The Plague arrives at Pelusium and spreads to Alexandria where it rages for four months. By Spring 542 the Egyptians have to begin sending out the grain fleets. They export the Plague with them and Constantinople endures a nightmare summer of death and dislocation. Out in the provinces there is psychological and spiritual torment too. We then explore where the Plague came from, what it did to the body and how it spread around the Empire.
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Take my money already!
(a) The detailed description of the plague went on FOREVER; and
(b) It was brilliant! So much context for the story, and just,… fantastic. Probably my favourite episode of THoR & THoB to date.
You’ve really hit your straps, Robin.
One thing though… Wikipedia quotes this article in Nature genetics that found evidence that both the Justinian and Black Death pandemics were caused by a strain of Yersinia pestis that originated in China not in the mouth of the Nile.
Robin, Great job covering the history and the science behind the plague of Justinian. Based on my own readings, it appears that the plague led to a decrease in population that made the empire vulnerable to Avars, Persions and ultimately the Arabs. Beyond that it seems the pandemic represents a change from the classical world to the medieval world for the Byzantine Empire. With less people, the cities shrank and commerce decreased. Therefore less tax revenue to pay for the state and army. Is it any wonder then that in the seventh century the Byzantine Empire would find itself unable to fend off the Arab Conquests of its eastern lands? I know I’m getting ahead of the story and there were many other factors that contributed to the losses in the seventh century but I thought I’d add my two cents on the fallout from the pandemic.
@Mike\Dan – thank you so much 🙂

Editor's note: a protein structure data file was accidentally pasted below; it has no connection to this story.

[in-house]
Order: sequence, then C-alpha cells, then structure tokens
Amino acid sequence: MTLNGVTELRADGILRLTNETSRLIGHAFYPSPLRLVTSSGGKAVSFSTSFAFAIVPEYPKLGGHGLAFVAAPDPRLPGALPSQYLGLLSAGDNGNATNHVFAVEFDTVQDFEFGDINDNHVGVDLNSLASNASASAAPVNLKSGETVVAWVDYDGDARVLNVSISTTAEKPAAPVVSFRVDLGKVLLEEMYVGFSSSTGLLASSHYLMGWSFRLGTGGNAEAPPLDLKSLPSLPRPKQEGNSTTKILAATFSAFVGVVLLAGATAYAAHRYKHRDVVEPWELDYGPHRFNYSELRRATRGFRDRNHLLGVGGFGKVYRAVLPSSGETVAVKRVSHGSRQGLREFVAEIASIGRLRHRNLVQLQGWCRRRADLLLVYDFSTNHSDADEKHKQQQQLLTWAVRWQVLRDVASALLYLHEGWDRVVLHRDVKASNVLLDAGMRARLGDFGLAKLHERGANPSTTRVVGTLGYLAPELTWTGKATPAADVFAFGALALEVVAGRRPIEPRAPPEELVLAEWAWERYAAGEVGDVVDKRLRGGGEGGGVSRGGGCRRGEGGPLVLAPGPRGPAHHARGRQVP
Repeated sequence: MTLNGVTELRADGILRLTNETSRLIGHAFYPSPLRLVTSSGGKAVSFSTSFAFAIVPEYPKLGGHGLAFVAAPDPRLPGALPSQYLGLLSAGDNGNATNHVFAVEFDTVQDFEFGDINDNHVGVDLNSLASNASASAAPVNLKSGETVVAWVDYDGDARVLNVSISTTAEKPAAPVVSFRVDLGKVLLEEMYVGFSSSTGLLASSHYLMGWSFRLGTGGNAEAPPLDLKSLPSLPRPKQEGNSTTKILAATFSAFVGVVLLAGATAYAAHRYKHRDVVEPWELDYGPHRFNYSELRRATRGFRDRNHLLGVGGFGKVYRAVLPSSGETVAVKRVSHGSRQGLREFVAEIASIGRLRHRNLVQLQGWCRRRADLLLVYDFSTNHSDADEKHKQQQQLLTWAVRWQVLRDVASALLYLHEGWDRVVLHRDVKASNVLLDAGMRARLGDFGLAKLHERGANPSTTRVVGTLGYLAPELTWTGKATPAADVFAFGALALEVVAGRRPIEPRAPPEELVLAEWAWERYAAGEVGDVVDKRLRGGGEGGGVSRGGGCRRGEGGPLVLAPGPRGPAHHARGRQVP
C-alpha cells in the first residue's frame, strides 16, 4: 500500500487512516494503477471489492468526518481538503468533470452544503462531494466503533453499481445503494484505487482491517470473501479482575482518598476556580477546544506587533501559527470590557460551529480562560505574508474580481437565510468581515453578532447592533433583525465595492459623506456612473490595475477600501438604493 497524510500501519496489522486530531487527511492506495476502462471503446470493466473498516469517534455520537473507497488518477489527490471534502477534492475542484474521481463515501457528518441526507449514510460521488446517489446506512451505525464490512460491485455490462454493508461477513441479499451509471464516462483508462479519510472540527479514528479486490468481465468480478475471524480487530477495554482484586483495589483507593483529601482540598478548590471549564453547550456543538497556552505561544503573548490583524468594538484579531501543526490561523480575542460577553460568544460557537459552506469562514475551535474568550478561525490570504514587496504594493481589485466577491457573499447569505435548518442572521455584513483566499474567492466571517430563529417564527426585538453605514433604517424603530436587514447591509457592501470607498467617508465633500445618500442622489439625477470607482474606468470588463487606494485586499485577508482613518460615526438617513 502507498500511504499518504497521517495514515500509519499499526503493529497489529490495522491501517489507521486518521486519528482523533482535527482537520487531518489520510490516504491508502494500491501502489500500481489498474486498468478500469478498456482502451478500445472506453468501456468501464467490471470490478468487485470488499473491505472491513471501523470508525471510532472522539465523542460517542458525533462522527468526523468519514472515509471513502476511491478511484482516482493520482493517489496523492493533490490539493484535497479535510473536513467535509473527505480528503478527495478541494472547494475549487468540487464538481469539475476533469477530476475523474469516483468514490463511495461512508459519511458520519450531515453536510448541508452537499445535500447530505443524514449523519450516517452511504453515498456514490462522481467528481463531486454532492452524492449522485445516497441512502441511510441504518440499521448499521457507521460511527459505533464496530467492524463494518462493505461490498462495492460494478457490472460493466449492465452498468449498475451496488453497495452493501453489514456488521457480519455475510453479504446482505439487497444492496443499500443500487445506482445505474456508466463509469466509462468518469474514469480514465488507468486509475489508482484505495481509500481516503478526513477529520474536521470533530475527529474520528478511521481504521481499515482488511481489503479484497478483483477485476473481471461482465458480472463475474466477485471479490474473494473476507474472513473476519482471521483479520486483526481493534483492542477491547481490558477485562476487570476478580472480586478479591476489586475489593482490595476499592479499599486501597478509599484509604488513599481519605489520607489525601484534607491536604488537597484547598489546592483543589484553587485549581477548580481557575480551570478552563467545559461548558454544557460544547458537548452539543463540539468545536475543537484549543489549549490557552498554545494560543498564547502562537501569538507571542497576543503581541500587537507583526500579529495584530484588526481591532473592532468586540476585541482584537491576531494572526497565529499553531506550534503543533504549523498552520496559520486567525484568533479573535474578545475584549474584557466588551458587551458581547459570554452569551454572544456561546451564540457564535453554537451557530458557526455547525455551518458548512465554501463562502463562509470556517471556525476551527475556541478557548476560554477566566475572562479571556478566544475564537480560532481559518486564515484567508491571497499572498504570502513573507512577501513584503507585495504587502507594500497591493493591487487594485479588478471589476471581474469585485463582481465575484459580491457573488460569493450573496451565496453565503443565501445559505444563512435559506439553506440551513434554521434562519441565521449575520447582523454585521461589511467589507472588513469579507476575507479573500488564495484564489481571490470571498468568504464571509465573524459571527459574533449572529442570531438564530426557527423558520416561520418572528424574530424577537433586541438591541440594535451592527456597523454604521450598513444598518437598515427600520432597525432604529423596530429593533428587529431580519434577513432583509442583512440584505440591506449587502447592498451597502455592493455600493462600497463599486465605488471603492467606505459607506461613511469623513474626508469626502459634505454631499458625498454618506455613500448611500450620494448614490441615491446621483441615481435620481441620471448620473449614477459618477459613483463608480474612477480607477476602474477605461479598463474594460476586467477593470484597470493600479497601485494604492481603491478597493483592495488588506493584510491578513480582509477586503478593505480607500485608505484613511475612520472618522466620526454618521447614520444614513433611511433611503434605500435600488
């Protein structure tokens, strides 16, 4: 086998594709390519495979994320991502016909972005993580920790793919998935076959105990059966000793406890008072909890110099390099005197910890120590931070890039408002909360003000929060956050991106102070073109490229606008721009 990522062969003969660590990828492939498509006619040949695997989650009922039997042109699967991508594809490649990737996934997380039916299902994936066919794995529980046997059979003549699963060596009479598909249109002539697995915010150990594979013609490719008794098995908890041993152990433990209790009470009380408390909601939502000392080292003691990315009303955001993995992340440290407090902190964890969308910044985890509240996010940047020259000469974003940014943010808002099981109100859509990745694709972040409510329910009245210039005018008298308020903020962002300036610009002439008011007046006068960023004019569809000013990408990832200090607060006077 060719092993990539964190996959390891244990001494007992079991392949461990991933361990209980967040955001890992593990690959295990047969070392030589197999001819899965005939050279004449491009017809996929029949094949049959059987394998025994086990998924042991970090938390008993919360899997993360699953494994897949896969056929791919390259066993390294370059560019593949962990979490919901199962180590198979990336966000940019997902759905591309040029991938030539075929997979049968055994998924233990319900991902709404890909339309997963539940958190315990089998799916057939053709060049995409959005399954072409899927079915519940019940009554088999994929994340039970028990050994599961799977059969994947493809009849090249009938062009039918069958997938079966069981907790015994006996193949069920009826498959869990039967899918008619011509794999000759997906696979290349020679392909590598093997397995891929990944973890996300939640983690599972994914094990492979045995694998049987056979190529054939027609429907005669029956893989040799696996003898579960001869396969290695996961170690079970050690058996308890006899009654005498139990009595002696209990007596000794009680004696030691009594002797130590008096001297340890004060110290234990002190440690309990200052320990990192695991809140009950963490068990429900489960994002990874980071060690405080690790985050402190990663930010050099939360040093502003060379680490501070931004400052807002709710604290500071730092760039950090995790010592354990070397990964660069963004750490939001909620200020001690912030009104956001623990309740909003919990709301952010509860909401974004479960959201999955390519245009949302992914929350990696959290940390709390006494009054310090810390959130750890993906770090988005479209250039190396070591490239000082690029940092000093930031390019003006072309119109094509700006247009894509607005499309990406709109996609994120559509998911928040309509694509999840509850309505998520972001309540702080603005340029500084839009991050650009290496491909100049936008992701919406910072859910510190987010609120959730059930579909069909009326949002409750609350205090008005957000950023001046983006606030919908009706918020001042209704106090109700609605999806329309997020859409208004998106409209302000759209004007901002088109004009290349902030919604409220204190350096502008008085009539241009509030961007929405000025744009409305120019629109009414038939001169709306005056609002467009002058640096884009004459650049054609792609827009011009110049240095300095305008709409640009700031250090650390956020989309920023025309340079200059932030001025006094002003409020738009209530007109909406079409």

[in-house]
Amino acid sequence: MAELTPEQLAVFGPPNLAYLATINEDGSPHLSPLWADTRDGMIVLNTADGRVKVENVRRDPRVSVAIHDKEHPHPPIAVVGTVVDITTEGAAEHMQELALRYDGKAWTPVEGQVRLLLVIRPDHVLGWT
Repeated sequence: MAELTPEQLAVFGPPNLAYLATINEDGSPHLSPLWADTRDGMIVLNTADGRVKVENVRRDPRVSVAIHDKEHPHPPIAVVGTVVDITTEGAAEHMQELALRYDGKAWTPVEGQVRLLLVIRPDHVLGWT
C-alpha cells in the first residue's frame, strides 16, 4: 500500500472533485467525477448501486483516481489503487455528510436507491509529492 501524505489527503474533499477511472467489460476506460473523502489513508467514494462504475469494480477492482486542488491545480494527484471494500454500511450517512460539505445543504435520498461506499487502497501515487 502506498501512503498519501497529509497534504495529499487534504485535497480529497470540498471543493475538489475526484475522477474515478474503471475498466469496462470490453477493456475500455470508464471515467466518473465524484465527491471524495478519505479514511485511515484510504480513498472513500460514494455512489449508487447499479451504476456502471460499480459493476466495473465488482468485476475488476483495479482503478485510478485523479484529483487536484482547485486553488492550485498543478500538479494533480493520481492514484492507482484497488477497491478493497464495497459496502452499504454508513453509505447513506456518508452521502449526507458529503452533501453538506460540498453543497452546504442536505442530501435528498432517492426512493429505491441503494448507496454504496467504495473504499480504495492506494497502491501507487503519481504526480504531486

@Josh – absolutely, all things we will definitely get to
@Gesh – As I mentioned on the podcast there remains debate about almost every aspect of the plague. I too saw the evidence suggesting a Chinese origin. India is another potential source. Our problem with connecting the dots is that we don’t have a record of a Plague outbreak along the Silk Road which would normally have connected a Chinese infection to the West. So the question would then become did this strain of Yersinia make its way from China to India and then through toward Red Sea trade which could have reached Pelusium. Or indeed some other route we don’t know about. The reason I presented the Nile theory is just that William Rosen’s conjecture was the easiest to tell as a story. But it is only conjecture…
A chilling narrative brilliantly told. I’m sure everyone will agree and get behind THoB in the way that’s needed. Excellent work Robin.
Wow. I must say, I was very impressed by this episode. The stylistic decision to narrate things from the bacterium’s point of view – over millenia, waiting to strike at the heart of the Roman Empire – well, it was risky, but you really pulled it off. Gripping and dramatic narration of something that would generally be sidelined as “Oh, yeah, there was a plague and a lot of people died.”
I’ll also chip in and say that I’m happy to pay whatever for the next episode. And you should definitely consider getting a PayPal donation button, if at all possible, so the sudden bursts of generosity people may experience can be exploited…
Absolutely fascinating episode! I was a history major in college and did a 20 page paper on the 13th century plague. I didn’t talk much about the biological aspects of it, so I really enjoyed this in-depth explanation. Thank you!
I’m delighted to pay–just wonder what the logistics are. BTW I’m writing from Florence, just back from Ravenna (again!) and San Vitale–visiting himself and herself in the most beautiful architectural jewelbox I know of.
Really good episode. Great description of plague, etc.. Btw, found some links to two radio programmes about the Sassanid Empire for anyone who might be interested:
Sorry, bit of a mix-up; I thought it hadn’t posted!
HI Robin – all you r episodes are great, but this one particularly superb I think; it’s so difficult to tell such a well trodden story like the bubonic in a new way, and you really nailed it here. I’ve been loving the Belisarius stuff to boot – one of my favourite historical characters.